Extreme high high-density lipoprotein (HDL) cholesterol may paradoxically increase risk
Usually, high-density lipoprotein (HDL) cholesterol concentrations are inversely associated with cardiovascular disease and mortality. But there is some data to suggest that extremely high HDL cholesterol might increase cardiovascular risk, that is an occurrence of a U curve relationship. Madsen CM and associates  checked this out in two prospective cohort studies – Copenhagen City Heart Study and the Copenhagen General Population Study including a total of 52 268 males and 64 240 females. During a 745 452 person-years of follow-up, they could demonstrate a U-curve relationship of HDL cholesterol with higher mortality at both extremes in both men and women. The HDL level with lowest all cause mortality was 73 mg/dL (95% confidence interval 54-77 mg/dL) in males and 93 mg/dL (95% confidence interval 69-97 mg/dL) in females.
At the other extreme, a hazard ratio of 2.06 for all cause mortality was noted in men with HDL cholesterol level of 116 mg/dL or more. In women a hazard ratio of 1.68 for all cause mortality was noted with HDL cholesterol levels of 135 mg/dL or more.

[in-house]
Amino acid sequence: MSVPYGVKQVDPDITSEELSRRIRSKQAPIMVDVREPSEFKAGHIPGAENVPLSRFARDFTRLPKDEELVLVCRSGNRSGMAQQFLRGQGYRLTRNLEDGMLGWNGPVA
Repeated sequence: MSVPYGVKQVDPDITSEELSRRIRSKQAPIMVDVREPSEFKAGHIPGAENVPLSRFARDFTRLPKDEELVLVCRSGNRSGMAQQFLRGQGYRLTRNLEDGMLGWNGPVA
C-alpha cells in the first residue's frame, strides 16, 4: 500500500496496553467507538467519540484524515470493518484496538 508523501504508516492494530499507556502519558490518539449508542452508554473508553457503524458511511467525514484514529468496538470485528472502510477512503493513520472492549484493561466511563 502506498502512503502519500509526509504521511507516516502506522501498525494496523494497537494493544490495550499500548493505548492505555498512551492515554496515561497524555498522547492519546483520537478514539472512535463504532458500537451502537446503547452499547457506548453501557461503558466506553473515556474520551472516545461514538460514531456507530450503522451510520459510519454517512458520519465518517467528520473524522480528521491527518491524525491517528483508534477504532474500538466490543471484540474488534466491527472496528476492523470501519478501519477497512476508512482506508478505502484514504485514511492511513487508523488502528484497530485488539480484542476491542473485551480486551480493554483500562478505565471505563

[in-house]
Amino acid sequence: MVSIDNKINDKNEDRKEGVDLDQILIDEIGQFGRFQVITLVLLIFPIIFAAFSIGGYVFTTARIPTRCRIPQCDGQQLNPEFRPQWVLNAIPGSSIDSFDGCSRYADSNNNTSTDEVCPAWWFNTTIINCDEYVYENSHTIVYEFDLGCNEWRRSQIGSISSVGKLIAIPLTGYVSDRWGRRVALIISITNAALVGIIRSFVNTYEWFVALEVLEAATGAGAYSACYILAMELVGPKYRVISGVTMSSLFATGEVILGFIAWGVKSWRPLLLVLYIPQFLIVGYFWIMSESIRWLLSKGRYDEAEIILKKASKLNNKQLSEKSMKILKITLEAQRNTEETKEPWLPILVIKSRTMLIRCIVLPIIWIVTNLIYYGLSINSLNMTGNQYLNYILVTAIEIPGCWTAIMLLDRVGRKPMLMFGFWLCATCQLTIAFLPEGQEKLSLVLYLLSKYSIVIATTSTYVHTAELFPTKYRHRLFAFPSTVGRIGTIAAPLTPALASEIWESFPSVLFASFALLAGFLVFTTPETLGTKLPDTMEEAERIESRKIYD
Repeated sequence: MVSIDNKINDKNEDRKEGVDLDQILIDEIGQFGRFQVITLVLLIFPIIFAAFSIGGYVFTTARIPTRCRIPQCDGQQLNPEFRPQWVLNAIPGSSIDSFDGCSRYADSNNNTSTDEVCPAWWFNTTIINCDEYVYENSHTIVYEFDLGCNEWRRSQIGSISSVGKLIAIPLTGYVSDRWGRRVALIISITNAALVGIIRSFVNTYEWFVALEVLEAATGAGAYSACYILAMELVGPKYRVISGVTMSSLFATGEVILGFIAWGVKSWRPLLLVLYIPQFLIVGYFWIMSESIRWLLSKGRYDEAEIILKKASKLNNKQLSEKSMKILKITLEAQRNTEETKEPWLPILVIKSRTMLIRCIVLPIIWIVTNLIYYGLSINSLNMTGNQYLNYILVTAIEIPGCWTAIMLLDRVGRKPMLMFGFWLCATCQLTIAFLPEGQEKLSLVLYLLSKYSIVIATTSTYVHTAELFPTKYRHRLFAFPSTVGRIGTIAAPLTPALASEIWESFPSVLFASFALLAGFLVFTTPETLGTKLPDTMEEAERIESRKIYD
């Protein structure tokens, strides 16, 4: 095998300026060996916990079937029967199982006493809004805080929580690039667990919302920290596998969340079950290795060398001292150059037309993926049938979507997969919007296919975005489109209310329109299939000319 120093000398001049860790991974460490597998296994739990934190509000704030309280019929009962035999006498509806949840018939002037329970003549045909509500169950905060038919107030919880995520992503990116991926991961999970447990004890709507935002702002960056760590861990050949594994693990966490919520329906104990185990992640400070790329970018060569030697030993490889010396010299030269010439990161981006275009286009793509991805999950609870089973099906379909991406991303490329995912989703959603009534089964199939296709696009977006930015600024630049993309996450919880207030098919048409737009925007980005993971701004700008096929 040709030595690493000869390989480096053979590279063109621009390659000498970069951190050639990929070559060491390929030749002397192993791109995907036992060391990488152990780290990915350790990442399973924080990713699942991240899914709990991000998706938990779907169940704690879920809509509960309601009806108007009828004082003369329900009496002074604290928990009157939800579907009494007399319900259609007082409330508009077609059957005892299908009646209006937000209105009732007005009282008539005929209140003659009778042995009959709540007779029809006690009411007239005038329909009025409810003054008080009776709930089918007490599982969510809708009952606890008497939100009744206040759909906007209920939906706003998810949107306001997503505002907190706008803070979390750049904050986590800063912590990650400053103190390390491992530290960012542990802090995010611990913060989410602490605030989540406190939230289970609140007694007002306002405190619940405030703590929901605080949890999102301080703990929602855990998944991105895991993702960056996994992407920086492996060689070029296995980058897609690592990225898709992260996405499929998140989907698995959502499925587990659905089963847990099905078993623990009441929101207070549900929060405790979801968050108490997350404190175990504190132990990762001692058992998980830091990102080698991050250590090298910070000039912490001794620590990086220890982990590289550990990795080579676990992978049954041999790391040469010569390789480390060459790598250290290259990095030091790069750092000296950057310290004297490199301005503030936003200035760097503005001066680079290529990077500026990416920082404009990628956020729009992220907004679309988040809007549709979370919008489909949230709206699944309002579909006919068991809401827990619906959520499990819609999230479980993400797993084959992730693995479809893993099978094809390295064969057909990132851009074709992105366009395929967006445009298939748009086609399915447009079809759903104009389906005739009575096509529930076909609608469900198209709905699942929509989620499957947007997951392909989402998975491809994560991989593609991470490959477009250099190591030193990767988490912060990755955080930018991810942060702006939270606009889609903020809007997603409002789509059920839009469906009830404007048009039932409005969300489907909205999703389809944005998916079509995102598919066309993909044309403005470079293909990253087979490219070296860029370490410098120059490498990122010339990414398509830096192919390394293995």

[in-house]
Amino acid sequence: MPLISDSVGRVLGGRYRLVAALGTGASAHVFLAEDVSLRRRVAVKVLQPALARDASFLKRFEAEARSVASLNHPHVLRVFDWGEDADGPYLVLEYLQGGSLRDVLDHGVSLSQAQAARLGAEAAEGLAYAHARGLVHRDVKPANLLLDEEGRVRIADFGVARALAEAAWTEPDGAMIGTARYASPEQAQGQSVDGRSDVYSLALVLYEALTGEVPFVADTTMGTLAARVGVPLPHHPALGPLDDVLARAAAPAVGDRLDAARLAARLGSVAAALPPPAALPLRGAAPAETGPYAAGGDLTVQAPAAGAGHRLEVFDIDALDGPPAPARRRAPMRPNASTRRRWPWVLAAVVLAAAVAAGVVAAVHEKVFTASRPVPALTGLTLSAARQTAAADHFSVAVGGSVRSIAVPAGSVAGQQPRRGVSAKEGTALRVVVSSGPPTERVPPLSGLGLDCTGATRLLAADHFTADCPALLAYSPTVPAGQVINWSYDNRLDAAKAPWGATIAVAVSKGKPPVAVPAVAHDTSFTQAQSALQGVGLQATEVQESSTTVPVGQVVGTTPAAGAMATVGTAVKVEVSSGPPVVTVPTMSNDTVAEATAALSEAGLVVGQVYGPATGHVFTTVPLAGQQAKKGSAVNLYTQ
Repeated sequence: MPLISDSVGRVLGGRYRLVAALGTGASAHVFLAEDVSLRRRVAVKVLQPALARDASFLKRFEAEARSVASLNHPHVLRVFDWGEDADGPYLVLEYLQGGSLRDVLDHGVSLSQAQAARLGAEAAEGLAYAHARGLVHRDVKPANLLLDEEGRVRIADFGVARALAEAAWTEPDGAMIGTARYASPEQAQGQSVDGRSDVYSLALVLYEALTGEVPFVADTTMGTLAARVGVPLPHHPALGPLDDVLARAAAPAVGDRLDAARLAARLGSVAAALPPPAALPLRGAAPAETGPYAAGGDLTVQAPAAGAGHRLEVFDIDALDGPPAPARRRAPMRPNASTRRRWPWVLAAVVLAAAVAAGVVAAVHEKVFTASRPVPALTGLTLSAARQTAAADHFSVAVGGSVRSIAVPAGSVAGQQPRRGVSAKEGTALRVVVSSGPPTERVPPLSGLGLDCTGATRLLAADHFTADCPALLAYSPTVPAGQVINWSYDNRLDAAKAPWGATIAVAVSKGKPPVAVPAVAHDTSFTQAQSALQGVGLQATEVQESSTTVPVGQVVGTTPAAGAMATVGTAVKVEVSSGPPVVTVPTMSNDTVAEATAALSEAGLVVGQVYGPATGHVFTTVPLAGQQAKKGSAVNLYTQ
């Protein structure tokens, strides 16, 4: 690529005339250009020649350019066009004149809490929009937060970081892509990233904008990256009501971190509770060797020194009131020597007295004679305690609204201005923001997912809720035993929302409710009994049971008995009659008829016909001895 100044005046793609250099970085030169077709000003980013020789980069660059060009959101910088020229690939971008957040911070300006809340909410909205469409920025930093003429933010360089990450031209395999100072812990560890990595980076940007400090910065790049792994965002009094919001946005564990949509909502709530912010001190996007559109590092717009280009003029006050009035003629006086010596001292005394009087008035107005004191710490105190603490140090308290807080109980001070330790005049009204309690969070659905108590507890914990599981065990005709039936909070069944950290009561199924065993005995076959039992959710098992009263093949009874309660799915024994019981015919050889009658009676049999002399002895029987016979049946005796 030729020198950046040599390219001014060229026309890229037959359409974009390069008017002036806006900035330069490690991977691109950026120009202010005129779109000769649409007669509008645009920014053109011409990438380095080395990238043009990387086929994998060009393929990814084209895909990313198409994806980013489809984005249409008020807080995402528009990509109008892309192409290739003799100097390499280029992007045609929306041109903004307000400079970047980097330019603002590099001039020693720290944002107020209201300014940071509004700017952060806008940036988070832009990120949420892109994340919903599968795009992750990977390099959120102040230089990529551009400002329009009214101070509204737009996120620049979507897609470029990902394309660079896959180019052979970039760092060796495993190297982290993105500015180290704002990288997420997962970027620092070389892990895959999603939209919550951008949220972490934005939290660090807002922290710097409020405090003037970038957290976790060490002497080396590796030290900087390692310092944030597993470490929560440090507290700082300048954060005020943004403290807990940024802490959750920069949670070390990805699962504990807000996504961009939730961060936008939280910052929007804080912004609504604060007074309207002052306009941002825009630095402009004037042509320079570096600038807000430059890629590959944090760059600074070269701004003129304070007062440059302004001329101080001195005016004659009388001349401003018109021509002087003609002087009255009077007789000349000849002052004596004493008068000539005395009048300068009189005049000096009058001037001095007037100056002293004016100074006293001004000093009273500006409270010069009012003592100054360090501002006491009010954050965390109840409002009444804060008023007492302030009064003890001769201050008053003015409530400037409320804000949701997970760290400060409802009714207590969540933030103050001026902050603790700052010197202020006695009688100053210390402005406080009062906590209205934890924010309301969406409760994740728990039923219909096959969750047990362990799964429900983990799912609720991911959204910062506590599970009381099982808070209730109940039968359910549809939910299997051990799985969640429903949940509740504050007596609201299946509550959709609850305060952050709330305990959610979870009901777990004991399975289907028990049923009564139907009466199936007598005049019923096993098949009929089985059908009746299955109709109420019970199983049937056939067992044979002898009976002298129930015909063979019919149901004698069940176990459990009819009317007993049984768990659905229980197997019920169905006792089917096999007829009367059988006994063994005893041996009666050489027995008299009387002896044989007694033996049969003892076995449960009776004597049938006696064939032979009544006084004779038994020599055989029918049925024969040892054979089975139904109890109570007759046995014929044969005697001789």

It is possible that genetic mutations leading to high HDL cholesterol also confer adverse cardiovascular risk. An alternate possibility is that extremely high HDL cholesterol levels are due to dysfunctional form .
It has been noted that loss of function mutations of SCARB1 gene encoding the major transporter of HDL cholesterol which delivers it to liver for excretion results in marked increases in HDL cholesterol level as well as paradoxically increased risk of coronary artery disease .
Madsen CM, Varbo A, Nordestgaard BG. Extreme high high-density lipoprotein cholesterol is paradoxically associated with high mortality in men and women: two prospective cohort studies. Eur Heart J. 2017 Aug 21;38(32):2478-2486.
Singh K, Rohatgi A. Examining the paradox of high high-density lipoprotein and elevated cardiovascular risk. J Thorac Dis. 2018 Jan;10(1):109-112.
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